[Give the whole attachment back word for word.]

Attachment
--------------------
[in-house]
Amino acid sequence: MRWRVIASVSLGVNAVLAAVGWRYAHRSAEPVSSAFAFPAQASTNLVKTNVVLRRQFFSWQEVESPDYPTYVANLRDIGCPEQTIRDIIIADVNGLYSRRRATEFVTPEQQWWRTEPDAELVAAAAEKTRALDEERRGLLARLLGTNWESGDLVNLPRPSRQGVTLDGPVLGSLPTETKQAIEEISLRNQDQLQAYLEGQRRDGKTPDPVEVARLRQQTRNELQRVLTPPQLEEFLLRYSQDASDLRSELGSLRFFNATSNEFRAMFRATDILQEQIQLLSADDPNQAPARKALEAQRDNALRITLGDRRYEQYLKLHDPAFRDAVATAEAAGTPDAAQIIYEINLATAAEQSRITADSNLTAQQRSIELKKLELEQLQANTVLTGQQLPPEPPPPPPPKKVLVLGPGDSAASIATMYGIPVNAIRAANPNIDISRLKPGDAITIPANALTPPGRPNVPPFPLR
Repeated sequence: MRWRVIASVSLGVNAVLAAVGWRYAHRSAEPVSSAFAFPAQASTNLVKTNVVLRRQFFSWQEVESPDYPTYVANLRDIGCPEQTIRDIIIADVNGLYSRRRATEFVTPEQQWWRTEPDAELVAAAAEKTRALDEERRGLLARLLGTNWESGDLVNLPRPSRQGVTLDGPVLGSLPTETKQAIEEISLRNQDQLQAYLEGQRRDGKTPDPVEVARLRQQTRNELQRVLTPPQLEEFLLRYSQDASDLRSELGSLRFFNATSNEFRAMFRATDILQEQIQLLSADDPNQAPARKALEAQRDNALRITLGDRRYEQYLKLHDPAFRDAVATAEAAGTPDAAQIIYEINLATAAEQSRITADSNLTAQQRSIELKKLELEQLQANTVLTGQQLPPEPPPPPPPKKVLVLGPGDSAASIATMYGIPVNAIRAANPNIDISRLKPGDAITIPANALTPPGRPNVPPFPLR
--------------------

[in-house]
Amino acid sequence: MRWRVIASVSLGVNAVLAAVGWRYAHRSAEPVSSAFAFPAQASTNLVKTNVVLRRQFFSWQEVESPDYPTYVANLRDIGCPEQTIRDIIIADVNGLYSRRRATEFVTPEQQWWRTEPDAELVAAAAEKTRALDEERRGLLARLLGTNWESGDLVNLPRPSRQGVTLDGPVLGSLPTETKQAIEEISLRNQDQLQAYLEGQRRDGKTPDPVEVARLRQQTRNELQRVLTPPQLEEFLLRYSQDASDLRSELGSLRFFNATSNEFRAMFRATDILQEQIQLLSADDPNQAPARKALEAQRDNALRITLGDRRYEQYLKLHDPAFRDAVATAEAAGTPDAAQIIYEINLATAAEQSRITADSNLTAQQRSIELKKLELEQLQANTVLTGQQLPPEPPPPPPPKKVLVLGPGDSAASIATMYGIPVNAIRAANPNIDISRLKPGDAITIPANALTPPGRPNVPPFPLR
Repeated sequence: MRWRVIASVSLGVNAVLAAVGWRYAHRSAEPVSSAFAFPAQASTNLVKTNVVLRRQFFSWQEVESPDYPTYVANLRDIGCPEQTIRDIIIADVNGLYSRRRATEFVTPEQQWWRTEPDAELVAAAAEKTRALDEERRGLLARLLGTNWESGDLVNLPRPSRQGVTLDGPVLGSLPTETKQAIEEISLRNQDQLQAYLEGQRRDGKTPDPVEVARLRQQTRNELQRVLTPPQLEEFLLRYSQDASDLRSELGSLRFFNATSNEFRAMFRATDILQEQIQLLSADDPNQAPARKALEAQRDNALRITLGDRRYEQYLKLHDPAFRDAVATAEAAGTPDAAQIIYEINLATAAEQSRITADSNLTAQQRSIELKKLELEQLQANTVLTGQQLPPEPPPPPPPKKVLVLGPGDSAASIATMYGIPVNAIRAANPNIDISRLKPGDAITIPANALTPPGRPNVPPFPLR